The Minor League Baseball landscape is endlessly diverse and encompasses everything from Rookie league clubs nestled in mountainous rural areas to Triple-A teams located in the heart of major urban centers. Accordingly, each club must develop marketing and promotional strategies that resonate with its unique fan base. Each week, MiLB.com profiles a Minor League club to spotlight just how interesting and varied the world of professional baseball can be.
Today we speak with Steve Hurlbert, the director of media relations for the Albuquerque Isotopes. Among other claims to fame, the Isotopes are the only team in Minor League Baseball whose name directly references an episode of The Simpsons.
MiLB.com: How would you characterize your team's fan base? Has it grown or changed in recent years?
Steve Hurlbert: Albuquerque is very much a baseball town and our fans are extremely knowledgeable and passionate about the team. There is a storied history of Minor League Baseball in the city that includes the Albuquerque Dukes' longtime affiliation with the Los Angeles Dodgers that spanned from 1962 to 2000 and has been reborn for 2009. Since the inception of the Isotopes in 2003, the fan base has steadily and exponentially grown thanks in part to the popularity of Isotopes Park, which has become the premiere place in town for a night of affordable family fun.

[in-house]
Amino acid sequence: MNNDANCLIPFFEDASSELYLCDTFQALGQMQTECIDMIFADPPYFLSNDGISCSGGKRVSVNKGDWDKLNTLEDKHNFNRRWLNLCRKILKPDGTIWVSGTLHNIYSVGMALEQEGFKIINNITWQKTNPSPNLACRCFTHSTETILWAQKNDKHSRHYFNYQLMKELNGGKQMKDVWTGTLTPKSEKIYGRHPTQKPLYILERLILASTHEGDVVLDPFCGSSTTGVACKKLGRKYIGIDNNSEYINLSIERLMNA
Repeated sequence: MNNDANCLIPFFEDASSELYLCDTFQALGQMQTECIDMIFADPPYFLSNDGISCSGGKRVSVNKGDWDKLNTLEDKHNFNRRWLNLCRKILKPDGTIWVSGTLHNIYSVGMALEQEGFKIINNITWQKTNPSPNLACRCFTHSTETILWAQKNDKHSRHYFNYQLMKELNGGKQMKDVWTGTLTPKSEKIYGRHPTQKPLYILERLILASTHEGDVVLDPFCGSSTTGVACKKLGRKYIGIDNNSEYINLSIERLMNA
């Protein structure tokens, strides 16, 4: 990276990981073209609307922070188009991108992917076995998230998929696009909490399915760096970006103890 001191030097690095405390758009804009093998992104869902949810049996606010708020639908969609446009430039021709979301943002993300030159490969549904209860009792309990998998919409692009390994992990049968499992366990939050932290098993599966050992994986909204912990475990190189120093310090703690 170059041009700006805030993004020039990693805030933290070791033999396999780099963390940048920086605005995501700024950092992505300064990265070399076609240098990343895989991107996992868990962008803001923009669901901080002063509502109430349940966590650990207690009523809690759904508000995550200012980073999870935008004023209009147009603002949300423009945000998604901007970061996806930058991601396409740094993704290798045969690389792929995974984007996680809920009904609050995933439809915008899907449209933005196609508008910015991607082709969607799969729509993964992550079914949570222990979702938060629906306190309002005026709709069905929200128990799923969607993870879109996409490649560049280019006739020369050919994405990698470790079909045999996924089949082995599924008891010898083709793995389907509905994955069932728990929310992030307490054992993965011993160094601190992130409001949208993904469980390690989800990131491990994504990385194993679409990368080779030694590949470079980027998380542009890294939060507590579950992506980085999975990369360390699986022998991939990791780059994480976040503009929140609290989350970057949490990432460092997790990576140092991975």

MiLB.com: What type of marketing strategies do the fans respond to?
SH: With a state-of-the-art ballpark at our disposal, that usually becomes the focal point of what we're trying to market to the community. Every time a fan comes to an Isotopes game, there are a number of constants they can expect: a clean, safe facility and a night of fun entertainment at a reasonable price. Since our attendances have consistently ranked near the top in all of Triple-A Baseball, it's a strategy to which the community has responded in a positive manner. We are also extremely aggressive getting our mascot, Orbit, out in the community to further spread the message of family fun.
MiLB.com: Has your team staged any notable promotions in recent years? Any that just didn't work?
SH: Fireworks are always a fan favorite and our annual Orbit bobblehead is something that fans line up for hours before the gates open. We've found that some of our recurring giveaways build in popularity throughout the years and become something that fans eagerly look for each spring when the promotions schedule is unveiled.
MiLB.com: How has the internet affected the way your team is run?
SH: The internet is extremely important to how our team is run because it provides the best link to us for our fans. Internet merchandise sales have continued to climb and last year we instituted a mail manager campaign directly through our web site that delivers news of upcoming events and promotions directly into the inbox of our fans. We have found this to be an excellent way to keep our fans apprised of all the great things going on at Isotopes Park throughout the season.
MiLB.com: Does your concession stand serve any regional specialties or otherwise remarkable items?